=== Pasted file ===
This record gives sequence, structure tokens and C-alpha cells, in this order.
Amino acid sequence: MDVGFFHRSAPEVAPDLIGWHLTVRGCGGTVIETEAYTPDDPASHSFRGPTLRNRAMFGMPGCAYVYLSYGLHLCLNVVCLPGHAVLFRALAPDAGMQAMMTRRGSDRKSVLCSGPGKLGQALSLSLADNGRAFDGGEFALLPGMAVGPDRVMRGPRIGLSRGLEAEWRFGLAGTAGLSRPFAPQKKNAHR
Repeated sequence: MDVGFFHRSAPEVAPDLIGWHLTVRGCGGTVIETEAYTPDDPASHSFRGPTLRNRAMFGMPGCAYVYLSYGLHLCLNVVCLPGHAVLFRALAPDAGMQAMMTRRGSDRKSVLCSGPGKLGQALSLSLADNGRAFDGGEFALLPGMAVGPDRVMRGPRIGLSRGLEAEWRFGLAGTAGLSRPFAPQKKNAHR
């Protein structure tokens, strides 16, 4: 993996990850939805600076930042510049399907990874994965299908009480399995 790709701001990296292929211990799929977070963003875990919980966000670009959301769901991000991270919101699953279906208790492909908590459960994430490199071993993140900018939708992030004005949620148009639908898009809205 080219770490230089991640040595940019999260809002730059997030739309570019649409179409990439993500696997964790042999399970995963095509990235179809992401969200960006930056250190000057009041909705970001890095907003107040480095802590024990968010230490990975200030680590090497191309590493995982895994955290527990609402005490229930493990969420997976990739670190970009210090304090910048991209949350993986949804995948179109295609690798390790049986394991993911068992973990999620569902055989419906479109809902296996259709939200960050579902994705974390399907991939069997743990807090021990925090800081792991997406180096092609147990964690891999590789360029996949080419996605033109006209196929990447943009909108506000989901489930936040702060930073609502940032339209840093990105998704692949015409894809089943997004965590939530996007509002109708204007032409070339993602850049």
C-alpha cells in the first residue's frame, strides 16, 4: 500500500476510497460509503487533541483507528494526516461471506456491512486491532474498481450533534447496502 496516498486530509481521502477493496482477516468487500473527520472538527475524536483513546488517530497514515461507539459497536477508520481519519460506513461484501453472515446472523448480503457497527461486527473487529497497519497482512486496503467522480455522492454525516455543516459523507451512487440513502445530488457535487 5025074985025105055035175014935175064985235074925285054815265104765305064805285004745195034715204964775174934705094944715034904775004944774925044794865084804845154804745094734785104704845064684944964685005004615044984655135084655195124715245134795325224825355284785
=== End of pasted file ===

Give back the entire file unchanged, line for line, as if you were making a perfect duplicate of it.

This record gives sequence, structure tokens and C-alpha cells, in this order.
Amino acid sequence: MDVGFFHRSAPEVAPDLIGWHLTVRGCGGTVIETEAYTPDDPASHSFRGPTLRNRAMFGMPGCAYVYLSYGLHLCLNVVCLPGHAVLFRALAPDAGMQAMMTRRGSDRKSVLCSGPGKLGQALSLSLADNGRAFDGGEFALLPGMAVGPDRVMRGPRIGLSRGLEAEWRFGLAGTAGLSRPFAPQKKNAHR
Repeated sequence: MDVGFFHRSAPEVAPDLIGWHLTVRGCGGTVIETEAYTPDDPASHSFRGPTLRNRAMFGMPGCAYVYLSYGLHLCLNVVCLPGHAVLFRALAPDAGMQAMMTRRGSDRKSVLCSGPGKLGQALSLSLADNGRAFDGGEFALLPGMAVGPDRVMRGPRIGLSRGLEAEWRFGLAGTAGLSRPFAPQKKNAHR
């Protein structure tokens, strides 16, 4: 993996990850939805600076930042510049399907990874994965299908009480399995 790709701001990296292929211990799929977070963003875990919980966000670009959301769901991000991270919101699953279906208790492909908590459960994430490199071993993140900018939708992030004005949620148009639908898009809205 080219770490230089991640040595940019999260809002730059997030739309570019649409179409990439993500696997964790042999399970995963095509990235179809992401969200960006930056250190000057009041909705970001890095907003107040480095802590024990968010230490990975200030680590090497191309590493995982895994955290527990609402005490229930493990969420997976990739670190970009210090304090910048991209949350993986949804995948179109295609690798390790049986394991993911068992973990999620569902055989419906479109809902296996259709939200960050579902994705974390399907991939069997743990807090021990925090800081792991997406180096092609147990964690891999590789360029996949080419996605033109006209196929990447943009909108506000989901489930936040702060930073609502940032339209840093990105998704692949015409894809089943997004965590939530996007509002109708204007032409070339993602850049």
C-alpha cells in the first residue's frame, strides 16, 4: 500500500476510497460509503487533541483507528494526516461471506456491512486491532474498481450533534447496502 496516498486530509481521502477493496482477516468487500473527520472538527475524536483513546488517530497514515461507539459497536477508520481519519460506513461484501453472515446472523448480503457497527461486527473487529497497519497482512486496503467522480455522492454525516455543516459523507451512487440513502445530488457535487 5025074985025105055035175014935175064985235074925285054815265104765305064805285004745195034715204964775174934705094944715034904775004944774925044794865084804845154804745094734785104704845064684944964685005004615044984655135084655195124715245134795325224825355284785